Endless Forms Most Beautiful: The New Science of Evo Devo and the Making of the Animal Kingdom
Sean B. Carroll, Jamie W. Carroll, Josh P. Klaiss
Format: PDF / Kindle (mobi) / ePub
Author note: Jamie W. Carroll (Illustrator), Josh P. Klaiss (Illustrator)
Publish Year note: First published April 11th 2005
“A beautiful and very important book.”— Lewis Wolpert, American Scientist
Throughout much of the animal and even plant kingdoms, almost the same ancient genes code for almost the same proteins. And further, to everyone's astonishment, the genes involved in making the complex eyes of fruit flies are close matches to those involved in making the very different eyes of octopuses and people. So what leads to the nature's "endless forms most beautiful"?
The key to this mystery is being unravelled by "Evo Devo" or the new science of evolutionary development biology. By looking at how a single-celled egg gives rise to a complex, multi-billion celled animal, Evo Devo is illuminating exactly how new species – butterflies and zebras, trilobites and dinosaurs, apes and humans – are made and evolved. The key, it turns out, is all about location and timing... For anyone who has ever pondered where did I come from?, Endless Forms Most Beautiful explores our history, both the journey we have all made from egg to adult, and the long trek from the origin of life to the very recent origin of our species.
Literacy Genius (Cambridge, Mass.: Zoland, 1999). The most comprehensive analysis of butterfly wing patterns is H. Frederik Nijhout, The Development and Evolution of Butterfly Wing Patterns (Washington, D.C.: Smithsonian Institution Press, 1991), which explains much of the background I cover on the structure and diversity of wing patterns. The tool kit gene associated with the development of scales is reported in R. Galant et al., Current Biology 8 (1998): 807–13. The discovery of Distal-less
5.3 Integration of longitude and latitude determines positions of small clusters of cells that will become limbs. DRAWING BY JOSH KLAISS The physical integrity of switches is very important to normal development. If a switch is disrupted or broken by mutation, then the proper inputs are not integrated. Many of the spectacular mutants we’ve seen—flies with legs coming out of their head or humans with six fingers or toes—are due to broken switches that turn on tool kit genes in the wrong positions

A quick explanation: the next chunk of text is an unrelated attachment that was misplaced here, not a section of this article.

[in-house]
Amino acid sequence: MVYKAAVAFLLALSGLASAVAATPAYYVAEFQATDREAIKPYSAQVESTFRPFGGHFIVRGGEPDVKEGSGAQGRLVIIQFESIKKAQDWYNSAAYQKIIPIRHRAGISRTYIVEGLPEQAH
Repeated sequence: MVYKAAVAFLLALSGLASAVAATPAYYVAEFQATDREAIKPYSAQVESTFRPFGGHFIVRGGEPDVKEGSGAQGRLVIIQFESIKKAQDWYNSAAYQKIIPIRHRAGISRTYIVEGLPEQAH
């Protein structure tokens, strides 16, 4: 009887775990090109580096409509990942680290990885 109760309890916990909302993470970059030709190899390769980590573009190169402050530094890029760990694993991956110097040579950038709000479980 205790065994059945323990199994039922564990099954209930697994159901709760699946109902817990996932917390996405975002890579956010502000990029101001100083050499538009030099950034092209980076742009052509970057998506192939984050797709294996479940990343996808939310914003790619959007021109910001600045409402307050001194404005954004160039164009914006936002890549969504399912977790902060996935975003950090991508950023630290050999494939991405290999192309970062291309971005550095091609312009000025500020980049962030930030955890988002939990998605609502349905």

representatives of major groups, but a parade of variations on basic body types. The Burgess Shale alone contains about 140 species of animals representing more than ten phyla. Other sites have yielded additional bounty; in particular, the Chengjiang fauna found in the Yunnan province of China is notable for spectacularly preserved specimens and, perhaps even more important, it is about 15 million years older than the Burgess Shale. The Chengjiang fauna helps push back the earliest known
largely one of increasing segment and limb type diversity. Trilobites possessed three main body regions—head, trunk, and pygidium—and in each of them, most or all of the segments and appendages appeared very similar to one another, differing generally only in size. In the living groups of arthropods, representatives of which had all appeared before or within the first 150 million years after the end of the Cambrian, the range of appendage types is much greater, to as many as a dozen or more.
evolve. FIG. 8.5 Predator damage on a butterfly. This Bicyclus anynana butterfly has been attacked, but because the damage is localized to the edge of the wing, it can still fly and reproduce. PHOTO (TAKEN IN KENYA) COURTESY OF PAUL BRAKEFIELD, UNIVERSITY OF LEIDEN Making Eyespots: Teaching Old Genes New Tricks The adult wing patterns we see are the realization of a process that begins in the caterpillar. Each wing forms from a flat disc of cells that grows enormously during the many